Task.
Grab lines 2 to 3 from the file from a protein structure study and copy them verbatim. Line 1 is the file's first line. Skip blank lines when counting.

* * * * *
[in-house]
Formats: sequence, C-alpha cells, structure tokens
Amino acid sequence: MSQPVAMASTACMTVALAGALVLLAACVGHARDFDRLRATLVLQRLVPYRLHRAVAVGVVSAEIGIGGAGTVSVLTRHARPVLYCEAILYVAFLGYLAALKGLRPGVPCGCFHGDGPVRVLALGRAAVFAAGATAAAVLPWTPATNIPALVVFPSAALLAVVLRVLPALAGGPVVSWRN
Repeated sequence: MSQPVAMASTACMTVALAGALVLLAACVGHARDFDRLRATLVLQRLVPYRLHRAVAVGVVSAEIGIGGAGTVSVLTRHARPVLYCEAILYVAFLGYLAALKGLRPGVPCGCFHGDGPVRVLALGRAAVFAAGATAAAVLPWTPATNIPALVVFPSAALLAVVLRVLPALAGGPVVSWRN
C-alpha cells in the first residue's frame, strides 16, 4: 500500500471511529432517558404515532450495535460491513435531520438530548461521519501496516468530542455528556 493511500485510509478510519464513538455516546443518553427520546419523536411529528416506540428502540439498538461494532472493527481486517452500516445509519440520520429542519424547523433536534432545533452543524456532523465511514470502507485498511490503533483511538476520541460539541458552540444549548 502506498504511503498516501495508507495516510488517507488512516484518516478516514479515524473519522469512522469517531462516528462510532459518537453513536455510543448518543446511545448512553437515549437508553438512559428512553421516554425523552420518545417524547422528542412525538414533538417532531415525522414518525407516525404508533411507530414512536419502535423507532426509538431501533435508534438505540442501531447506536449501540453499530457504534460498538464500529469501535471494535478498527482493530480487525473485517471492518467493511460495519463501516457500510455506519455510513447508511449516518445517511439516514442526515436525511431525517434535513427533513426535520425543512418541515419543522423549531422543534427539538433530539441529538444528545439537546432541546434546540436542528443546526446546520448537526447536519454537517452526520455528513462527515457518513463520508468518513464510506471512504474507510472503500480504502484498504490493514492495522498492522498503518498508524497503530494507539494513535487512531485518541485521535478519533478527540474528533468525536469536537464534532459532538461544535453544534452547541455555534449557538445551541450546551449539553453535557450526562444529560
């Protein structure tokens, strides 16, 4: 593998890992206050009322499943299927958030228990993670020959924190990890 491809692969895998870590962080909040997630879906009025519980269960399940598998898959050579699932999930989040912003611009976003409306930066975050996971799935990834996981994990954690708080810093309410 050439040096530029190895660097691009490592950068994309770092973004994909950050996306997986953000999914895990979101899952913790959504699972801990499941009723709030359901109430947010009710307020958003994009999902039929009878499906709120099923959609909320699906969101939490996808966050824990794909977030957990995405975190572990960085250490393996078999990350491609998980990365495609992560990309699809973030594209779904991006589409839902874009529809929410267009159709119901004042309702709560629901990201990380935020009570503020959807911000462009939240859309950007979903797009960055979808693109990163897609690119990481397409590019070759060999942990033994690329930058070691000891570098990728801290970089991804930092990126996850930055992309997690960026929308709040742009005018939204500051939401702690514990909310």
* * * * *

Formats: sequence, C-alpha cells, structure tokens
Amino acid sequence: MSQPVAMASTACMTVALAGALVLLAACVGHARDFDRLRATLVLQRLVPYRLHRAVAVGVVSAEIGIGGAGTVSVLTRHARPVLYCEAILYVAFLGYLAALKGLRPGVPCGCFHGDGPVRVLALGRAAVFAAGATAAAVLPWTPATNIPALVVFPSAALLAVVLRVLPALAGGPVVSWRN